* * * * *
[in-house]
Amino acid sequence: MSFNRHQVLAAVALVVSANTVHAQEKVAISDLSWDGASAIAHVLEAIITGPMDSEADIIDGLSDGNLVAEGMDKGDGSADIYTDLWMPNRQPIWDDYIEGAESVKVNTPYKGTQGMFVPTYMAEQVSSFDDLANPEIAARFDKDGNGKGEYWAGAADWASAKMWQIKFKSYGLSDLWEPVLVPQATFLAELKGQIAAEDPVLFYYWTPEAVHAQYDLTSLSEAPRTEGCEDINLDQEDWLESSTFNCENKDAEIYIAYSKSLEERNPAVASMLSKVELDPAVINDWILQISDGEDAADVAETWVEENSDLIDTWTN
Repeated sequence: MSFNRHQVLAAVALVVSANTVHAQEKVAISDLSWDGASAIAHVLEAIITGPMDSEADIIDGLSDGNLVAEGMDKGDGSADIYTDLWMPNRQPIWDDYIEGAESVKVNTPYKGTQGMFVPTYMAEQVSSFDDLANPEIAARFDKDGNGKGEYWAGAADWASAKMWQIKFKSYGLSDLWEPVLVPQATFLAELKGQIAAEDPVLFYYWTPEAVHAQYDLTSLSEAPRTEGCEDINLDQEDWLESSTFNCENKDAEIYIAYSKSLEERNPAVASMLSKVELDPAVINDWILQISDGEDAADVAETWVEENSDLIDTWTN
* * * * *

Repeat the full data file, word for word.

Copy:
[in-house]
Amino acid sequence: MSFNRHQVLAAVALVVSANTVHAQEKVAISDLSWDGASAIAHVLEAIITGPMDSEADIIDGLSDGNLVAEGMDKGDGSADIYTDLWMPNRQPIWDDYIEGAESVKVNTPYKGTQGMFVPTYMAEQVSSFDDLANPEIAARFDKDGNGKGEYWAGAADWASAKMWQIKFKSYGLSDLWEPVLVPQATFLAELKGQIAAEDPVLFYYWTPEAVHAQYDLTSLSEAPRTEGCEDINLDQEDWLESSTFNCENKDAEIYIAYSKSLEERNPAVASMLSKVELDPAVINDWILQISDGEDAADVAETWVEENSDLIDTWTN
Repeated sequence: MSFNRHQVLAAVALVVSANTVHAQEKVAISDLSWDGASAIAHVLEAIITGPMDSEADIIDGLSDGNLVAEGMDKGDGSADIYTDLWMPNRQPIWDDYIEGAESVKVNTPYKGTQGMFVPTYMAEQVSSFDDLANPEIAARFDKDGNGKGEYWAGAADWASAKMWQIKFKSYGLSDLWEPVLVPQATFLAELKGQIAAEDPVLFYYWTPEAVHAQYDLTSLSEAPRTEGCEDINLDQEDWLESSTFNCENKDAEIYIAYSKSLEERNPAVASMLSKVELDPAVINDWILQISDGEDAADVAETWVEENSDLIDTWTN